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Looping the loop






Greta, Thunberg joined his holiness the Dalai Lama and leading scientists including Susan Natali, Arctic Program Director at the Woodwell Climate Research Center, and William Moomaw, Professor Emeritus of International Environmental Policy yesterday (9th January 2021) on an online webinar to discuss the Crisis of Climate Feedback loops, as a series of 5 short films featuring 12 climate scientists and narrated by Richard Gere were launched to raise awareness.


Whilst it may be well documented that fossil fuel emissions from human activity are driving up the earth's temperature, less well known is that this warming has set in motion nature's own self-perpetuating warming systems or 'feedback loops' which feed upon themselves to amplify, raising temperatures even higher. During the webcast, hosted by the Mind and Life Institute, Greta said:


"We need to educate ourselves to understand the global processes linked to the climate crisis, to see what's happening to our planet. People must learn as much as they can - there's unlimited amount of information - and spread this information to create a social movement and shift the social norm ... Restoring Nature is not only a solution to the climate crisis, but also to the biodiversity crisis."


The Dalai Lama said that all 7.8 billion humans must act as a single community to battle the climate crisis, and shed their past habits of thinking of themselves as part of a small circle of individuals. "According to today's reality, thinking in terms of 'myself, my family, my nation' has become unrealistic. An individual's future is now linked to the entire humanity and planet, to a happier humanity and a healthier world."


The 5 short films, narrated by Richard Gere start with 1) A general introduction, followed by 2) Forests 3) Permafrost 4) Atmosphere and 5) Albedo and whilst stark, show as what can be done so we are encouraged to share them widely.


The Dalai Lama reflected that when he was young, he saw plenty of snow in the high mountains of Tibet but it had started decreasing gradually, and a similar trend is noticeable around Dharamshala, his present home. Susan Natali, an Arctic scientist, said that the Arctic is warming twice as fast as the rest of the planet, due to which its permafrost is thawing. The permafrost contains a large amount of carbon, which is twice the carbon currently present in the atmosphere. As the icy expanse melts, the newly-released organic matter in the soil, which had remained frozen for thousands of years, is now being decomposed by microbes, leading to release of carbon dioxide and methane in the atmosphere. These heat-trapping gases further warm the atmosphere, which leads to more permafrost thaw and so on, thus creating a positive feedback loop. Natali added that permafrost thaw is not being taken into account by policy-makers while setting global carbon emission targets.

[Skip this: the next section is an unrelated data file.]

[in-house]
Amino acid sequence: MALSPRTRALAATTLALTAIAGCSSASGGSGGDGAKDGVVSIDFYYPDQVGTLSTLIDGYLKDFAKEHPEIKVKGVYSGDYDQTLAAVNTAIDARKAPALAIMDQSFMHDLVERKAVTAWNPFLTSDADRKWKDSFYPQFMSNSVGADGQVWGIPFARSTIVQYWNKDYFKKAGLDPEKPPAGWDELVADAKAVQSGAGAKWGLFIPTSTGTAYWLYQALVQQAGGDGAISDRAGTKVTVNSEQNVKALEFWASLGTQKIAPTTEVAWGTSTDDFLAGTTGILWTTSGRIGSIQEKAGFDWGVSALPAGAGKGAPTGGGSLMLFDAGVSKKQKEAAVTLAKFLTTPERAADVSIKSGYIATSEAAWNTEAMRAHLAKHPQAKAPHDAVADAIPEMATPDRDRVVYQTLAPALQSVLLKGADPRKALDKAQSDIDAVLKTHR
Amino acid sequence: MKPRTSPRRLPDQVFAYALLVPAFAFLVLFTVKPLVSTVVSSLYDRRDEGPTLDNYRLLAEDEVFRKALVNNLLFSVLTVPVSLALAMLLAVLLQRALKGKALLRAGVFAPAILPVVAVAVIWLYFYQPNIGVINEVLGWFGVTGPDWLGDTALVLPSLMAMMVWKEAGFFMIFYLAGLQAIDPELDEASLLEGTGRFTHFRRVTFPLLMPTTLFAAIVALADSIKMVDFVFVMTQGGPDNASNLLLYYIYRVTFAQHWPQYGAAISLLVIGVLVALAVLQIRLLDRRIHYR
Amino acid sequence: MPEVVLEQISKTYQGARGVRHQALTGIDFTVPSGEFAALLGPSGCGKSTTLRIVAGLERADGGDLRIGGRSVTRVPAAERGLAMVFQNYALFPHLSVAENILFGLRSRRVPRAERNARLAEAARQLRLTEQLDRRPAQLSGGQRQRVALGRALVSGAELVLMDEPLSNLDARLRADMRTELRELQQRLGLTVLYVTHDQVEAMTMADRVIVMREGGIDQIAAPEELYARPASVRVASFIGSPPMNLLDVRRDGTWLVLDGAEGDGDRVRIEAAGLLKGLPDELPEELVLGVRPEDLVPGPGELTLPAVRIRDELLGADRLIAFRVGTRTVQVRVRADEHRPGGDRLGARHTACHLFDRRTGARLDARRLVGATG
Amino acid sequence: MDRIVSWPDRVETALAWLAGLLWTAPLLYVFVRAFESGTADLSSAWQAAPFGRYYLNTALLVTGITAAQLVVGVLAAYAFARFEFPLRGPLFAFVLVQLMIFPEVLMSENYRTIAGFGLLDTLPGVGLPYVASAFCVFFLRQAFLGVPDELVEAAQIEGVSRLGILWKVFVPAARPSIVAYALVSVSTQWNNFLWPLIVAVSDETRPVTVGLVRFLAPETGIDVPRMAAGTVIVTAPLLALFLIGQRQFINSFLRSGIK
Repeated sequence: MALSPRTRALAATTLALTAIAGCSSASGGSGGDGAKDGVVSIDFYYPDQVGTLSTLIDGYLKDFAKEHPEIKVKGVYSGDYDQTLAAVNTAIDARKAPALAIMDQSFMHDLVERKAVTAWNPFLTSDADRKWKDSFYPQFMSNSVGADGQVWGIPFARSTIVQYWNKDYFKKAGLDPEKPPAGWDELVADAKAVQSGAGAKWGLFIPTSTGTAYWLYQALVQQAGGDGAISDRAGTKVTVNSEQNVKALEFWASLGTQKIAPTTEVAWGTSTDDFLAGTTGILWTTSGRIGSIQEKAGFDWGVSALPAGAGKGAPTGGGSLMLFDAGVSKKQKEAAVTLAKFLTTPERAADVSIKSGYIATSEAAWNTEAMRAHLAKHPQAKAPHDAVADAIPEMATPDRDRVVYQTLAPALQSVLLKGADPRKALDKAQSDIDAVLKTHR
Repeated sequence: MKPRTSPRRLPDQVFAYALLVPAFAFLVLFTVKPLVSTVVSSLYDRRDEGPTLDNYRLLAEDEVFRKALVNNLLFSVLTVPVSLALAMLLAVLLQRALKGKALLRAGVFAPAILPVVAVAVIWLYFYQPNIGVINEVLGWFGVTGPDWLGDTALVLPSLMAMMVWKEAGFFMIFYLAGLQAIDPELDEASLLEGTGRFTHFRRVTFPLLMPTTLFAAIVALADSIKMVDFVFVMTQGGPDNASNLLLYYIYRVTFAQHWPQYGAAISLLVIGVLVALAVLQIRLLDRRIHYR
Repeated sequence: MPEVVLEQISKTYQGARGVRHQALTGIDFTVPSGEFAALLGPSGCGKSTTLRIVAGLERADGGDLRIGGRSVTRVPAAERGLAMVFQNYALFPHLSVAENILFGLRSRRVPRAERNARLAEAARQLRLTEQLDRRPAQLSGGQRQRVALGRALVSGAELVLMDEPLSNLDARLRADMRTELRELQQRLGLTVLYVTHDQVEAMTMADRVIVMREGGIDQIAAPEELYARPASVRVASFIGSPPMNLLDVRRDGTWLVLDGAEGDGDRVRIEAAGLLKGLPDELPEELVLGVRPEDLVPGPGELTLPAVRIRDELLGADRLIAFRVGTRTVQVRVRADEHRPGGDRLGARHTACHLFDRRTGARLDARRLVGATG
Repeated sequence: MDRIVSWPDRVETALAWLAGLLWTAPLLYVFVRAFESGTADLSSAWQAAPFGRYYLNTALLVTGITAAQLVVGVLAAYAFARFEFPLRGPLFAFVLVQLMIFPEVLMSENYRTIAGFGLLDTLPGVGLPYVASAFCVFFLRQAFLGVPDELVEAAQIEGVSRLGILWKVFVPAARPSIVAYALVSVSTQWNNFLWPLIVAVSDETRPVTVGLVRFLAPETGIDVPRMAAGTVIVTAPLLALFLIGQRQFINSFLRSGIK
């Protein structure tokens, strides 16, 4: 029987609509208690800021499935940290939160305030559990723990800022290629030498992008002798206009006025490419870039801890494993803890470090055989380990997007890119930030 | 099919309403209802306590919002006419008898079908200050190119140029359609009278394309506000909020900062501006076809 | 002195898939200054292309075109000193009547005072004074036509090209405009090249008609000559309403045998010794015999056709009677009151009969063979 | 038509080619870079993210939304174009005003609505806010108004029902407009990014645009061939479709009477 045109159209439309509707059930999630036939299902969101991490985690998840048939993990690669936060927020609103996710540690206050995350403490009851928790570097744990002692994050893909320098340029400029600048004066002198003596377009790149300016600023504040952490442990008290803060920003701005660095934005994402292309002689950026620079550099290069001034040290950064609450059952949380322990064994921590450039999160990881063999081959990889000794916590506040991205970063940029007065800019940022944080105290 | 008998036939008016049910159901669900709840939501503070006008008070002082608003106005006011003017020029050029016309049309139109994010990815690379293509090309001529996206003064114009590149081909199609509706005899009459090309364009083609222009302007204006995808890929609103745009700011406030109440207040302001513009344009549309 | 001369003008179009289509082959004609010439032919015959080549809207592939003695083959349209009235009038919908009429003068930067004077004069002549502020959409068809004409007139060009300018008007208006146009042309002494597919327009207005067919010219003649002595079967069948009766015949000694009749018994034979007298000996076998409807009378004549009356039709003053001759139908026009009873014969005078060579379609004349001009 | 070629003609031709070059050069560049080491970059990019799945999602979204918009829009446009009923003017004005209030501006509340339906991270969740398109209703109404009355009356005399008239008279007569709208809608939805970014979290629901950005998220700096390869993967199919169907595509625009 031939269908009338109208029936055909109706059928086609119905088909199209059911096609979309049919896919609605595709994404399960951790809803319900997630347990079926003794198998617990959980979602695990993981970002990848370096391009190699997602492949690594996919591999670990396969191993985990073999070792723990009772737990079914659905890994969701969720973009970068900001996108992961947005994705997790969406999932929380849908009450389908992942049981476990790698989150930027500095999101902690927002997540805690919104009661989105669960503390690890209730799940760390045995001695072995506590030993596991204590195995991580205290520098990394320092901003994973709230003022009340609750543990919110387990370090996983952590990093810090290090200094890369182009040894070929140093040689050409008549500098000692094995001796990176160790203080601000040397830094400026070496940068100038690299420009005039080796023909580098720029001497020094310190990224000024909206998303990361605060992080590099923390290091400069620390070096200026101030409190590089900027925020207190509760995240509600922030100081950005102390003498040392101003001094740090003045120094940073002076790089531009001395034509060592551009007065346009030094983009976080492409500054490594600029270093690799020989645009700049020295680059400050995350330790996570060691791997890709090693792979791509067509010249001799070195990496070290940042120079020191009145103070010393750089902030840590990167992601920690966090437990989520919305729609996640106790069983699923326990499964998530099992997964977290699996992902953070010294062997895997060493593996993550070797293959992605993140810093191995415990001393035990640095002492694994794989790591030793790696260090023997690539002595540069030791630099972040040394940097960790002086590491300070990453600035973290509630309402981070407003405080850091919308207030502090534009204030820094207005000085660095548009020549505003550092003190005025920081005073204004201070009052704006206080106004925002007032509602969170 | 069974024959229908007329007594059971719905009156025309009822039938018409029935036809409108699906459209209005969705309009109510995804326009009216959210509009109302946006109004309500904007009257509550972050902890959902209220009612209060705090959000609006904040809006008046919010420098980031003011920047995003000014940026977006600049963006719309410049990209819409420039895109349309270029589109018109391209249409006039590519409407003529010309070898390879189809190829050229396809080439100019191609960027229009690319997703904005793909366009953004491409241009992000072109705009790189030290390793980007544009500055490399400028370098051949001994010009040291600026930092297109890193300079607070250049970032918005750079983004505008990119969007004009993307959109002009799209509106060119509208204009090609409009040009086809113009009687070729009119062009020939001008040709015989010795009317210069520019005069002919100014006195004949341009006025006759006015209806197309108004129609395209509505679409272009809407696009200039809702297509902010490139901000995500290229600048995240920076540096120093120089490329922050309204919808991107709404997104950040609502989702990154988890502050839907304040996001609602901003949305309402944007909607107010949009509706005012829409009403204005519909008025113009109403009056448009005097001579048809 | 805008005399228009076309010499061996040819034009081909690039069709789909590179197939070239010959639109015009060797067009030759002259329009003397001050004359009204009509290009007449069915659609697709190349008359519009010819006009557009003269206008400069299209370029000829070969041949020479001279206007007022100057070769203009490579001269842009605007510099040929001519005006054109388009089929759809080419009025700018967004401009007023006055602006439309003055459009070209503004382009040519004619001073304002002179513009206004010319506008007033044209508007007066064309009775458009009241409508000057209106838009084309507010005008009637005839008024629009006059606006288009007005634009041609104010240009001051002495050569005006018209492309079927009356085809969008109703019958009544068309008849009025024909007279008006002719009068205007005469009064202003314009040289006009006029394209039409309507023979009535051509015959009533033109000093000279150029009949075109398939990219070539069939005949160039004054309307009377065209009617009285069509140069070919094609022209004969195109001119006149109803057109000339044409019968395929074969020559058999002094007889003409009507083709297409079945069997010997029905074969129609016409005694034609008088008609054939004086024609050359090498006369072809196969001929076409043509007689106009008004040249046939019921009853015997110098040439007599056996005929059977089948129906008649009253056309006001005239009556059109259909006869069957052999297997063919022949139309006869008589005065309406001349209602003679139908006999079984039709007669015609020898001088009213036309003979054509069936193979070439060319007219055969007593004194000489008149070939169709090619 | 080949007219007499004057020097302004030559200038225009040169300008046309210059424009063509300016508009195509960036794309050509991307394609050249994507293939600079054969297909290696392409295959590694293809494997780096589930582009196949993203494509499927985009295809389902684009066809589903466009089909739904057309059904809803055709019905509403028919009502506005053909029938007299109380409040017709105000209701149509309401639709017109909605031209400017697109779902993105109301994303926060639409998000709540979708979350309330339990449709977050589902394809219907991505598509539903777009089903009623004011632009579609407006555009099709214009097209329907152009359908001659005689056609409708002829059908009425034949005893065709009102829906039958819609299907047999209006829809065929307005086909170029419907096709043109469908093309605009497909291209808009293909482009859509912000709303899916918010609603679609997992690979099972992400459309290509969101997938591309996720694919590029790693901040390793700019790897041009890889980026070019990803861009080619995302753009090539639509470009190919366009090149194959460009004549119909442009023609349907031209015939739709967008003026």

William Moomaw, who has authored several 'Intergovernmental Panel on Climate Change' (IPCC) reports said similar self-perpetuating warming processes are being witnessed in the forests across the planet, He said destruction of forests and global warming are accelerating each other, leading to more droughts, pests, diseases and wildfires, such as the massive fires witnessed in Australia and western USA last year.


The scientists warned that these feedback loops may reach a tipping point, following which the carbon sinks such as forests may actually become a source of carbon dioxide as their organic matter gets released into the air, and this may result in irreversible warming of the planet. Fortunately, however they also said that these feedback loops can be reversed, and if emissions are cut, deforestation halted and the earth re-greened, the reversed mechanism may begin to automatically cool the planet.There are solutions, we just need to get on board to discuss and share them.


To see watch the whole online webinar click HERE


You can watch the films below:-